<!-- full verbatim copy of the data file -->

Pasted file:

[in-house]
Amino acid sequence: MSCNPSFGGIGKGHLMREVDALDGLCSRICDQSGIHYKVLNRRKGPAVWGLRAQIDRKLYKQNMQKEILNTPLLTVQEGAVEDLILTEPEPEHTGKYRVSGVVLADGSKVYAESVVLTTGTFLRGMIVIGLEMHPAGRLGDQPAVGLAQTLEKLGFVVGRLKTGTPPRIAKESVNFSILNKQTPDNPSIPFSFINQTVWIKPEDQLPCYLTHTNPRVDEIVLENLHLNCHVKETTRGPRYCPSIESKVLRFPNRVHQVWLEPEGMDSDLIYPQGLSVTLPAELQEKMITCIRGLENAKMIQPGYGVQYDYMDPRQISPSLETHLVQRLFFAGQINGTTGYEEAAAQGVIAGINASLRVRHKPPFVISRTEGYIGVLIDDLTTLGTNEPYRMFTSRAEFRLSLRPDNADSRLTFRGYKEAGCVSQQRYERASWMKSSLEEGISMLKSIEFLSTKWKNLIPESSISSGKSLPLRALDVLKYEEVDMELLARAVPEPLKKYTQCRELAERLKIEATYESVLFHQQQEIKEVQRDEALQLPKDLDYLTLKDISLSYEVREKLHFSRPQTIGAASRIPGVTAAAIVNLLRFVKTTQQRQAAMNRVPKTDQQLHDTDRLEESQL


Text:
[in-house]
Amino acid sequence: MSCNPSFGGIGKGHLMREVDALDGLCSRICDQSGIHYKVLNRRKGPAVWGLRAQIDRKLYKQNMQKEILNTPLLTVQEGAVEDLILTEPEPEHTGKYRVSGVVLADGSKVYAESVVLTTGTFLRGMIVIGLEMHPAGRLGDQPAVGLAQTLEKLGFVVGRLKTGTPPRIAKESVNFSILNKQTPDNPSIPFSFINQTVWIKPEDQLPCYLTHTNPRVDEIVLENLHLNCHVKETTRGPRYCPSIESKVLRFPNRVHQVWLEPEGMDSDLIYPQGLSVTLPAELQEKMITCIRGLENAKMIQPGYGVQYDYMDPRQISPSLETHLVQRLFFAGQINGTTGYEEAAAQGVIAGINASLRVRHKPPFVISRTEGYIGVLIDDLTTLGTNEPYRMFTSRAEFRLSLRPDNADSRLTFRGYKEAGCVSQQRYERASWMKSSLEEGISMLKSIEFLSTKWKNLIPESSISSGKSLPLRALDVLKYEEVDMELLARAVPEPLKKYTQCRELAERLKIEATYESVLFHQQQEIKEVQRDEALQLPKDLDYLTLKDISLSYEVREKLHFSRPQTIGAASRIPGVTAAAIVNLLRFVKTTQQRQAAMNRVPKTDQQLHDTDRLEESQL